May 03, 2007

Do fool yourself

[This continues from my previous post. Read the first part first].

Humphrey's and Alexander's ideas imply that manipulation, deceit and outright lying -- the tools you use to outwit your competition -- are highly valued social skills. The human mind is the product of rapid evolution that is driven by these skills. In fact, Alexander believes that the mind -- the powerful thinking organ that it is -- would never have evolved in a world where everybody told the truth. If nobody lied, there would be no need for formidable intellects.

But Alexander also maintains that while we must and do compete among ourselves as individuals, intellect is also fueled by conflicts between groups of individuals. The same Machiavellian ideas about competition between individuals apply just as well to groups of individuals that compete with other groups for survival. Those social units whose members, despite their internal conflicts, learn to cooperate best towards a common goal have a natural advantage over units that are less effective at getting along internally. Therefore, as groups compete, they must evolve more and more sophisticated cooperative skills simply in order to keep up with the others.

In the end, members become intensely loyal to their own groups and deeply hostile to outsiders. Because these characteristics help groups survive.

Now loyalty and cooperation may be easy in small groups, like families, where members are usually closely related. But as groups grow in size, members will no longer be related. They might even be total strangers. How do you promote unity in a situation like this? How can members be convinced to subsume their own interests to those of the group?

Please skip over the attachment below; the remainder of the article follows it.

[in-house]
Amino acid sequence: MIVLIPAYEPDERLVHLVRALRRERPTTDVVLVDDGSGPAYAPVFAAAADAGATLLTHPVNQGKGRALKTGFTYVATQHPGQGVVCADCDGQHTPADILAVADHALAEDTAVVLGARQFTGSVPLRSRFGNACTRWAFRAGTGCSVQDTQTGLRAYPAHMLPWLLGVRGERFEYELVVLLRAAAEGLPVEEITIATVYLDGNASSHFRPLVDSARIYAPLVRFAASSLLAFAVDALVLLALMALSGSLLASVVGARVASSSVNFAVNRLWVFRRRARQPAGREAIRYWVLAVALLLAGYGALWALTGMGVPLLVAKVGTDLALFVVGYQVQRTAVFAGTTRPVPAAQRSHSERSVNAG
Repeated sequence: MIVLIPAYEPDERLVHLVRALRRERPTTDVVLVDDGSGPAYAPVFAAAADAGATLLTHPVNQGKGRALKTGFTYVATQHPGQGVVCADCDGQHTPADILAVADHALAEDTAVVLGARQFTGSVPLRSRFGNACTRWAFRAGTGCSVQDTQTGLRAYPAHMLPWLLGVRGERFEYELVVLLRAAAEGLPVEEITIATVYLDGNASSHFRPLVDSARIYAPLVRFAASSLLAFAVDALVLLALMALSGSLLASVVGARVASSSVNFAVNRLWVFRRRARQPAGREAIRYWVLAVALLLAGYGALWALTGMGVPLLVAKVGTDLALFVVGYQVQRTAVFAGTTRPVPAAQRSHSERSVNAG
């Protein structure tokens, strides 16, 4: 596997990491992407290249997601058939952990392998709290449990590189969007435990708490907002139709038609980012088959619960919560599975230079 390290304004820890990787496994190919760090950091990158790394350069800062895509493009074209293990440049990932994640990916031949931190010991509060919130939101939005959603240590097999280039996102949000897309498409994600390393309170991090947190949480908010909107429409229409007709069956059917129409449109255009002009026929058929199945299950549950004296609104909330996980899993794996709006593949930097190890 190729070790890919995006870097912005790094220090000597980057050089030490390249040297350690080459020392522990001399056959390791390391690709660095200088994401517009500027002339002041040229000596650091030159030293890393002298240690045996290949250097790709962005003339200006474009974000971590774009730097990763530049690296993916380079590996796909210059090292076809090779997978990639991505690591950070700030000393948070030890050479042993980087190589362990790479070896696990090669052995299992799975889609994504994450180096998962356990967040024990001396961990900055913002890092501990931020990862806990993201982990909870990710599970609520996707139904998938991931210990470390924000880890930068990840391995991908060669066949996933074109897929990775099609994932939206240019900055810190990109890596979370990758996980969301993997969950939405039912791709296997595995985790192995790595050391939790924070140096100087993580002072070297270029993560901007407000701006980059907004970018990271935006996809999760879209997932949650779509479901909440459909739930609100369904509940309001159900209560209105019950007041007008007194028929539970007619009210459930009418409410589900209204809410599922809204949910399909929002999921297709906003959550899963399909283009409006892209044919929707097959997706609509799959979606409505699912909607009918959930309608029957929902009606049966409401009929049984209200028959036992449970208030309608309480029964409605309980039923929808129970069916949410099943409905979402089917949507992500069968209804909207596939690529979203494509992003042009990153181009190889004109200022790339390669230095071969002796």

The answer, in a word, is self-deception.

Remember that deceit is a valued skill for the evolution of intelligence. Alexander argued that the best deceivers of all are those who find ways to deceive themselves. For they can convince themselves -- deceive themselves -- to ignore their own interests and promote the group's. Thus the genesis of such things as ideology, religion and nationalism. For these ideas promote unity within groups who subscribe to them; and unity is a distinct and powerful advantage in a group's conflicts with other groups.

It's a fascinating progression of ideas. From Machiavelli's advice that deceiving the other guy is a key to success, we have come to the understanding that self-deception is perhaps the best key. The evolution of intelligence has brought us to the irrationality of religion and nationalism.

That's a carefully chosen word: so why irrationality? Because appeals to religion and patriotism have always been successful devices -- call them ruses -- to get people to slaughter other people. So from out of the ancient competition to survive -- the goal, after all, of every individual -- has grown a willingness to kill and be killed.

In my mind the most destructive forces mankind has ever discovered or set in motion, religion and nationalism have killed countless millions over the centuries. The carnage goes on all around us even today: remember words like Rwanda, Bosnia, Chechnya, September 11, Beslan, Shia-Sunni, Protestant-Catholic -- and closer home, remember Godhra and Gujarat, Delhi, Bombay, Partition ... what a depressing list.

Is destruction, then, the greatest success of all?